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Israeli Restaurants Shalom Y’all and Aviv Were Vandalized in What Appears to Be a Larger Graffiti Spree

A sports memorabilia shop on Hawthorne Boulevard was also tagged with references to Indigenous sovereignty—despite being Native-owned.

Three restaurants with Israeli-inspired menus were tagged over the weekend in what appears to have been part of a larger spree against Portland businesses.

Vandals targeted both locations of Shalom Y'all, as well as Aviv's brand-new Pearl District eatery. Spray-painted messages on the buildings' exterior and sidewalk included "Free Palestine," "Murder" and "Yuppie Scum."

Other phrases accused the business of cultural appropriation, including "Falafel is from Palestine" and "Hummus is not Israeli," Some of the restaurants' outdoor tables were also defaced.

An investigation is ongoing, according to Derek Carmon, a spokesman for the Portland Police Bureau.

Owners of Sesame Collective, the restaurant group that includes Shalom Y'all, Mediterranean Exploration Company, Yalla, and Bless Your Heart Burgers, released a statement condemning the graffiti.

"We are incredibly disheartened by these actions. We are committed to operating inclusive spaces, and do not tolerate messages of hate or racism in any form," the message read. "We are so thankful for the outpouring of support we have received from the community over the last 24 hours."

Sesame Collective also encouraged people to support the Oregon Coalition Against Hate Crime, a partnership between community groups and government agencies.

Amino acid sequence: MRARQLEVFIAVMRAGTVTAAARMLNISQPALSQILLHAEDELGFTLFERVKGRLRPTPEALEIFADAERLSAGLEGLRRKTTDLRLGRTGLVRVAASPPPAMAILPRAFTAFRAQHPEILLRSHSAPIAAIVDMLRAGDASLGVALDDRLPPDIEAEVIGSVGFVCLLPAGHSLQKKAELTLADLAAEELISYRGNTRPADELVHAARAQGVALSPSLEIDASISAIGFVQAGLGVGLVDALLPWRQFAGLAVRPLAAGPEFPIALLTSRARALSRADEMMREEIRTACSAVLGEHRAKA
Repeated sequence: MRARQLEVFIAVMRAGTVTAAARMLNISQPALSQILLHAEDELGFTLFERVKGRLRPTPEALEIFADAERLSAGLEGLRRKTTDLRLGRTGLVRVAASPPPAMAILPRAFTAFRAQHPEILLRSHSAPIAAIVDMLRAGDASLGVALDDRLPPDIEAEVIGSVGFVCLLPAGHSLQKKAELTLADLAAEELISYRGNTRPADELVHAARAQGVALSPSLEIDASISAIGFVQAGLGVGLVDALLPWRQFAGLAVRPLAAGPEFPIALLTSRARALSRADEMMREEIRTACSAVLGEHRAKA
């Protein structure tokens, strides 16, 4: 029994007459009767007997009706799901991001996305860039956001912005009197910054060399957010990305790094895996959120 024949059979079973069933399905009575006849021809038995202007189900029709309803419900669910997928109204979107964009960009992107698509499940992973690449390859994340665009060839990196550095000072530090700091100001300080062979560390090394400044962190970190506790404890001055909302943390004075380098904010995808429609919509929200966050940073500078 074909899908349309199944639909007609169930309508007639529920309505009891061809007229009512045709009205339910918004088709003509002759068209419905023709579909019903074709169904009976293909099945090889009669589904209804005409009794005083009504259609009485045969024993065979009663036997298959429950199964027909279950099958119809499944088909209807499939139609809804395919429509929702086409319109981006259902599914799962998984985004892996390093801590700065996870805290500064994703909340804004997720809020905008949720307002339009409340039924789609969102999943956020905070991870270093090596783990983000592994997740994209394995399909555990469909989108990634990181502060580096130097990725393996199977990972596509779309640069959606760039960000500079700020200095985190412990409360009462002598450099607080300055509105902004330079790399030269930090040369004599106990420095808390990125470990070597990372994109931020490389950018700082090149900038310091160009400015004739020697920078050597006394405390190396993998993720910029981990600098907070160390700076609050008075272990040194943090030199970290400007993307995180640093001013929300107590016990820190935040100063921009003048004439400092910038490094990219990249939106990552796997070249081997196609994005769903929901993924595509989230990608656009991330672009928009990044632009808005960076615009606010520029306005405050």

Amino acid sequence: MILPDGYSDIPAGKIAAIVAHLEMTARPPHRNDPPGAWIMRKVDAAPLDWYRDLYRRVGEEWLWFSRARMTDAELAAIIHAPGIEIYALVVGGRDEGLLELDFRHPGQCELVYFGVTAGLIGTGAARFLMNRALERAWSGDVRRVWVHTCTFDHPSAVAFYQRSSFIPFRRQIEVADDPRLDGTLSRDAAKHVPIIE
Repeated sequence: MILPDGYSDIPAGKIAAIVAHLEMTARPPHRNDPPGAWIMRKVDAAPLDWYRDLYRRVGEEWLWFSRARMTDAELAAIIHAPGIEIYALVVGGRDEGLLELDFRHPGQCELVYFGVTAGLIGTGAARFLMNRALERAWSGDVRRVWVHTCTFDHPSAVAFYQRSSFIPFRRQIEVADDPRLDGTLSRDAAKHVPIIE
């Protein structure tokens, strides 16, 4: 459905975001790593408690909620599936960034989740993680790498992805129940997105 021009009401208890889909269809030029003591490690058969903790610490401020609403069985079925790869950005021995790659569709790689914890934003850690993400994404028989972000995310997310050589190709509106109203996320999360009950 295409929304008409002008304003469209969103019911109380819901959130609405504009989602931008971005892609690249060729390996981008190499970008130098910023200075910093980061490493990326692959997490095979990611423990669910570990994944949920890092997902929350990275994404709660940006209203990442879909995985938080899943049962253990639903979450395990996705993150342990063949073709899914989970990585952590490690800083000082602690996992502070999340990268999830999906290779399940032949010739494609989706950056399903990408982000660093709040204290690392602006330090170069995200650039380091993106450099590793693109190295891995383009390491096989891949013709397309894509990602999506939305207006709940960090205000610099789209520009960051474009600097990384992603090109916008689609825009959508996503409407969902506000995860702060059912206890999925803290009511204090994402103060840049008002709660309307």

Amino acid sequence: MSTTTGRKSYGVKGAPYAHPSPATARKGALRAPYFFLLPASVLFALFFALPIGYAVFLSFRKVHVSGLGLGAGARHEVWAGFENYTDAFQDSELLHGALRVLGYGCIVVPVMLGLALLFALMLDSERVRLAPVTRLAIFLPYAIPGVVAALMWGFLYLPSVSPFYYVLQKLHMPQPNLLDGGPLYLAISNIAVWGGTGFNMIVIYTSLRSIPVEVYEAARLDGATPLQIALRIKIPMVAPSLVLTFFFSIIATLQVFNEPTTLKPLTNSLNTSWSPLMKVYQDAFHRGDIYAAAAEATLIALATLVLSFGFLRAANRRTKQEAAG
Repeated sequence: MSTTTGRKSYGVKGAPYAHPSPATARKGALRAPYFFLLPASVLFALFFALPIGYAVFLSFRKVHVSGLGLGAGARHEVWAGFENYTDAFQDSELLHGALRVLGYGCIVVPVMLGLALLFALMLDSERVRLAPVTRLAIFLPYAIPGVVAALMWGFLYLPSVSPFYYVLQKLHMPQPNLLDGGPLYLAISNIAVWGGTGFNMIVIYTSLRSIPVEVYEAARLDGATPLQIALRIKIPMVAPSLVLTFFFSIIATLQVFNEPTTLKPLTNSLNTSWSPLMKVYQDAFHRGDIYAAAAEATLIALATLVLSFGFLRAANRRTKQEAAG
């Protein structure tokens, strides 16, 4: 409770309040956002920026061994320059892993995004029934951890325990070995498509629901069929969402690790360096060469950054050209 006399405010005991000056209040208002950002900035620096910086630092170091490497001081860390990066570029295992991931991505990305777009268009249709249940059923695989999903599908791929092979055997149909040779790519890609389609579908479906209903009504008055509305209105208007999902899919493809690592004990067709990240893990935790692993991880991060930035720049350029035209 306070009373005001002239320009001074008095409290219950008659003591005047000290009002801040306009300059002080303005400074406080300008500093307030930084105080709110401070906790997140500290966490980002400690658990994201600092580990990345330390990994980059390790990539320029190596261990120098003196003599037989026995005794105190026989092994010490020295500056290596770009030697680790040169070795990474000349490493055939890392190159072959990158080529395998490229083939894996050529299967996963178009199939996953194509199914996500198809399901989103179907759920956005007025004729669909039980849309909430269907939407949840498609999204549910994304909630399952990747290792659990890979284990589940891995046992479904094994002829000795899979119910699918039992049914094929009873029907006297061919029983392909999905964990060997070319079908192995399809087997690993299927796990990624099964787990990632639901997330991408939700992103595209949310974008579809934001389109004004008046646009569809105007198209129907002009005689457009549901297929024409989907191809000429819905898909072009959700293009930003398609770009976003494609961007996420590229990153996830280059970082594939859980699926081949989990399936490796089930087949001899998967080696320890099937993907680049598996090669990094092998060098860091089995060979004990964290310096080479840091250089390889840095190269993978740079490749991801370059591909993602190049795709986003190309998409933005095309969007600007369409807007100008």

In 2019, Shalom Y'all had its phone number hacked, which was then used to make multiple threatening prank calls. The restaurant's voicemail was also repeatedly recorded over with anti-Semitic and sexually explicit content.

Those weren't the only properties hit with graffiti in the same time frame.

Ball Was Life, a sports memorabilia store that opened just a few months ago on Southeast Hawthorne Boulevard, was tagged with references to Indigenous sovereignty, such as "Land Back" and "1637 Pequot Massacre," a reference to the mass murder of approximately 500 Native men, women and children that occurred in a Connecticut village.

The message, however, appears to be misplaced: Troy Douglass, owner of Ball Was Life, is a member of the Confederated Tribes of Grand Ronde. He also shares the building with another Native-owned business, Tattoo 34.

"Right message, wrong place at Ball Was Life," Douglass wrote in an Instagram post. "I'm native to this land. Yes, right here under the cement of 'Portland.' I'm Chinook/Wasco and an enrolled tribal member of Grand Ronde. Let these photos live forever, but I need to get back to work. I'm trying hard to get some land back."